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Spokane, Washington  Est. May 19, 1883
News >  WA Government

Washington joins another suit against Trump administration, challenges coal leasing order

May 9, 2017 Updated Tue., May 9, 2017 at 11:22 p.m.

Rail cars on elevated tracks make their way through downtown Spokane on Nov. 20, 2012. (Colin Mulvany / The Spokesman-Review)
Rail cars on elevated tracks make their way through downtown Spokane on Nov. 20, 2012. (Colin Mulvany / The Spokesman-Review) Buy this photo

OLYMPIA – Washington and three other states want to block the Trump administration’s decision to resume coal mining on federal lands.

The four states filed a lawsuit Tuesday challenging a recent order by the U.S. Department of Interior that resumes coal leasing on federal lands, which had been suspended until a new environmental impact study could be completed.

Increased coal production on federal lands would mean more rail shipments of coal through the state, Washington Attorney General Bob Ferguson said in a news release. Many of the trains come through Spokane on their way west.

The total number of trains traveling through the state, and the number that carry coal, are in dispute. A news release from Ferguson’s office put the number at 70 trains per day, with multiple coal trains, based on a 2015 study. BNSF said in a statement Tuesday night that it averages 60 trains per day, but most are a mixture of freight and passengers. Only two or three are coal trains, Courtney Wallace, regional public affairs director for BNSF Railway, said in a news release.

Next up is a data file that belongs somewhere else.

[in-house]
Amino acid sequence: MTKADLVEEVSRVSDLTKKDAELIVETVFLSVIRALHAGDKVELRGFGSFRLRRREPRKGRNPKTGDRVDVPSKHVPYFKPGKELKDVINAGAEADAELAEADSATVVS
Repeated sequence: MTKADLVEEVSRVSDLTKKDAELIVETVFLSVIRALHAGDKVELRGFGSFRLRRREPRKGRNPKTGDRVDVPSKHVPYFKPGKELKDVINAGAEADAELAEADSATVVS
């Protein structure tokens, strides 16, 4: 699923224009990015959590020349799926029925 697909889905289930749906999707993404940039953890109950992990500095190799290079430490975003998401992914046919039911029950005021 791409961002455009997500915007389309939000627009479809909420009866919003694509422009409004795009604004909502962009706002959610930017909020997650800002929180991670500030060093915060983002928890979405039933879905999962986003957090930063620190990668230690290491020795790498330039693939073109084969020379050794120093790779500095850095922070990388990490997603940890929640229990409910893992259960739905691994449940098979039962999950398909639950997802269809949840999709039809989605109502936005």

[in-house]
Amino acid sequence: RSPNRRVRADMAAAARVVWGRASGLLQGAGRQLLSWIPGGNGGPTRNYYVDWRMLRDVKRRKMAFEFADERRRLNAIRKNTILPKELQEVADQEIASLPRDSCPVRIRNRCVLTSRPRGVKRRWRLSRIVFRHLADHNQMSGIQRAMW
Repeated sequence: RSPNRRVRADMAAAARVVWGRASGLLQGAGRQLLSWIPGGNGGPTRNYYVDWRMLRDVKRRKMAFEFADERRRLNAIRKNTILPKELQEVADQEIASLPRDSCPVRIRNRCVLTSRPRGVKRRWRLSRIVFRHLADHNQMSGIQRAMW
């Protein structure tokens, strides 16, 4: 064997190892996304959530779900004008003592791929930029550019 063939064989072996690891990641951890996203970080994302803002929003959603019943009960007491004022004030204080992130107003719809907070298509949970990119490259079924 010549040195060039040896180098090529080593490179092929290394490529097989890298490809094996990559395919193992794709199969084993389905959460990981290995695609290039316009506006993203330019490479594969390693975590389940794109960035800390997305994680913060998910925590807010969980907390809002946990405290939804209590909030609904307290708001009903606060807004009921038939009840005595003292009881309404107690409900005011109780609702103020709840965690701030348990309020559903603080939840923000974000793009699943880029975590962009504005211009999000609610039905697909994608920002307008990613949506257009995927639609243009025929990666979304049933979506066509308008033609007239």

The state also contends that coal mining, transportation and the burning of the coal by power plants and factories produce carbon pollution that contributes to global climate change. The lawsuit lists a wide range of effects of climate change, including reduced snowpack, decreased stream flows, increased chance of wildfires, diminished shellfish harvest from warmer water and increased respiratory problems.

The lawsuit contends Interior Secretary Ryan Zinke, the Interior Department and the Bureau of Land Management “arbitrarily and capriciously” ordered coal leasing to resume on federal lands. New leases had been suspended by Zinke’s predecessor, Sally Jewell, in 2016 based partly on the need to update a 38-year-old environmental analysis as part of a review on whether the federal government was receiving all royalties it was owed from the leases. That analysis wasn’t expected to be completed until 2019.

The day after President Donald Trump issued an executive order to lift any moratorium on coal leasing, Zinke terminated Jewell’s order and the environmental review, and restarted leasing. The states claim that violated the National Environmental Protection Act, and asked the court to stop the leasing.

Joining the lawsuit, which was filed in Great Falls, Montana, are California, New Mexico and New York.

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